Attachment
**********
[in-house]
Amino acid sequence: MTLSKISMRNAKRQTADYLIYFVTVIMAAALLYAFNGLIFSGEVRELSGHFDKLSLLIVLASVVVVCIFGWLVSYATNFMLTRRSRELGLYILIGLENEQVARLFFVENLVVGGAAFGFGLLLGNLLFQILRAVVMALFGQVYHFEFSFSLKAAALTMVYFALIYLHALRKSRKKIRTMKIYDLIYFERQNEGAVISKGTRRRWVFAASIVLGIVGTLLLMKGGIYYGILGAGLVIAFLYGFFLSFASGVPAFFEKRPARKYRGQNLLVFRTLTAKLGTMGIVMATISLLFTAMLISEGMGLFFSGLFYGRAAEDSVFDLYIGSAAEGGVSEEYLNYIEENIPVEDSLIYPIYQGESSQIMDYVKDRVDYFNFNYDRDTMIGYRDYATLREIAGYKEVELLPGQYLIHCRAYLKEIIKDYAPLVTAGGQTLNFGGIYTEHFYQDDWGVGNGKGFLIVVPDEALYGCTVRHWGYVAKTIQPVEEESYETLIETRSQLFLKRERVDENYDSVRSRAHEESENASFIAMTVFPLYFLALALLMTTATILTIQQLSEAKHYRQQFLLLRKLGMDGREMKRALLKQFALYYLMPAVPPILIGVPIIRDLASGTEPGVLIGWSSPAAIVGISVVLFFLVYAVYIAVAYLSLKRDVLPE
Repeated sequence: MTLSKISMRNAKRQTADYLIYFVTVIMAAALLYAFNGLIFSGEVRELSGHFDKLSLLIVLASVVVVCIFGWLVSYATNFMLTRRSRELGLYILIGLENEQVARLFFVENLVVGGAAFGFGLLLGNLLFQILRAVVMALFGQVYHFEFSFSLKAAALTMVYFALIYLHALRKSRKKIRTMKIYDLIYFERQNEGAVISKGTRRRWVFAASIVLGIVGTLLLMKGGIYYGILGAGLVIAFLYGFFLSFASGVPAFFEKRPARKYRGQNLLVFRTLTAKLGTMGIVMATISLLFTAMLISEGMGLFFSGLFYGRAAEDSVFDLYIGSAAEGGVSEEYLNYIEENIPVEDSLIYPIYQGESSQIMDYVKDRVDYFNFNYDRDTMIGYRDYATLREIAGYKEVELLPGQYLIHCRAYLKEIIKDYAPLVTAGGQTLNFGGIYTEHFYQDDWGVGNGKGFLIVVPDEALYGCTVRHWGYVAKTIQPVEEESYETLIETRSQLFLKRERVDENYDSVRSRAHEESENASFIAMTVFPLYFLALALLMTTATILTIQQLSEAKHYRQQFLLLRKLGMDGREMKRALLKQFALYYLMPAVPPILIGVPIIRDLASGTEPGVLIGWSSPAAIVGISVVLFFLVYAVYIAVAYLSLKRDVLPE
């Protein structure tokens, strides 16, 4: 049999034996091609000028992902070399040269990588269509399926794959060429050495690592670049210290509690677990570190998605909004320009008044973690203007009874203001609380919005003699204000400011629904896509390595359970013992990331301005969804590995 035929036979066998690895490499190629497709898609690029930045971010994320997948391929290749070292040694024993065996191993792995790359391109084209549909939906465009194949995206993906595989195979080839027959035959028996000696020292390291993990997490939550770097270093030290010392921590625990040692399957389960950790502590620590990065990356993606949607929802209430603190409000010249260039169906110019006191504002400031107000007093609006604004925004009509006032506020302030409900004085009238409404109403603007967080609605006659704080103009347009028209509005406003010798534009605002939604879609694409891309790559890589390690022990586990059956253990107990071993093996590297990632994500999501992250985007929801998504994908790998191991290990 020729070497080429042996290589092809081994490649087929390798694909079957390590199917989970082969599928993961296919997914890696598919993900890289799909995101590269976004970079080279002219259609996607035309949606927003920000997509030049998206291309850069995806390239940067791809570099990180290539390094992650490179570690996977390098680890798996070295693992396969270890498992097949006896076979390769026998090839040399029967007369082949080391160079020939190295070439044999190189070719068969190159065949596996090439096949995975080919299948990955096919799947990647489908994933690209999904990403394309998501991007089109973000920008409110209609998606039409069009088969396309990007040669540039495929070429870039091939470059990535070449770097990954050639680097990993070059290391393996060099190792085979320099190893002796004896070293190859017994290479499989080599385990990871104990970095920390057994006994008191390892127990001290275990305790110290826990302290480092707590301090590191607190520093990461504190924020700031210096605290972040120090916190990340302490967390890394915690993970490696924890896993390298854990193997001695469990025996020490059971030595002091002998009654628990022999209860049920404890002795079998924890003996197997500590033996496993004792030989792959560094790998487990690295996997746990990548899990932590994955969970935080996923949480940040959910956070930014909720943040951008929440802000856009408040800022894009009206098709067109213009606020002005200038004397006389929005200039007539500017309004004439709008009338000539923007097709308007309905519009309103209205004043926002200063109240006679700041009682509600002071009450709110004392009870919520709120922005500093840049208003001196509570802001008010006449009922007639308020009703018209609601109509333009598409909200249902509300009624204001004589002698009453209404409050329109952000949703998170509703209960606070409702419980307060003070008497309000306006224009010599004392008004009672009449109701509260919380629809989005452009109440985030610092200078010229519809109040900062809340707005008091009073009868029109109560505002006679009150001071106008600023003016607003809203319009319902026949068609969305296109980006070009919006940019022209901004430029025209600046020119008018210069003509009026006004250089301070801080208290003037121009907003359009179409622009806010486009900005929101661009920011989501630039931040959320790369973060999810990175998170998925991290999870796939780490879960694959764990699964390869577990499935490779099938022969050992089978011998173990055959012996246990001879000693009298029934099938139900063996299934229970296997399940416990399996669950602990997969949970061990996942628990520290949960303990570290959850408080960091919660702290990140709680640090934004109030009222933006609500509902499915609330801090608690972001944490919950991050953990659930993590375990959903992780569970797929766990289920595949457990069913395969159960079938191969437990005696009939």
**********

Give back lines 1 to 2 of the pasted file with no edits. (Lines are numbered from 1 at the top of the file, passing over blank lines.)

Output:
[in-house]
Amino acid sequence: MTLSKISMRNAKRQTADYLIYFVTVIMAAALLYAFNGLIFSGEVRELSGHFDKLSLLIVLASVVVVCIFGWLVSYATNFMLTRRSRELGLYILIGLENEQVARLFFVENLVVGGAAFGFGLLLGNLLFQILRAVVMALFGQVYHFEFSFSLKAAALTMVYFALIYLHALRKSRKKIRTMKIYDLIYFERQNEGAVISKGTRRRWVFAASIVLGIVGTLLLMKGGIYYGILGAGLVIAFLYGFFLSFASGVPAFFEKRPARKYRGQNLLVFRTLTAKLGTMGIVMATISLLFTAMLISEGMGLFFSGLFYGRAAEDSVFDLYIGSAAEGGVSEEYLNYIEENIPVEDSLIYPIYQGESSQIMDYVKDRVDYFNFNYDRDTMIGYRDYATLREIAGYKEVELLPGQYLIHCRAYLKEIIKDYAPLVTAGGQTLNFGGIYTEHFYQDDWGVGNGKGFLIVVPDEALYGCTVRHWGYVAKTIQPVEEESYETLIETRSQLFLKRERVDENYDSVRSRAHEESENASFIAMTVFPLYFLALALLMTTATILTIQQLSEAKHYRQQFLLLRKLGMDGREMKRALLKQFALYYLMPAVPPILIGVPIIRDLASGTEPGVLIGWSSPAAIVGISVVLFFLVYAVYIAVAYLSLKRDVLPE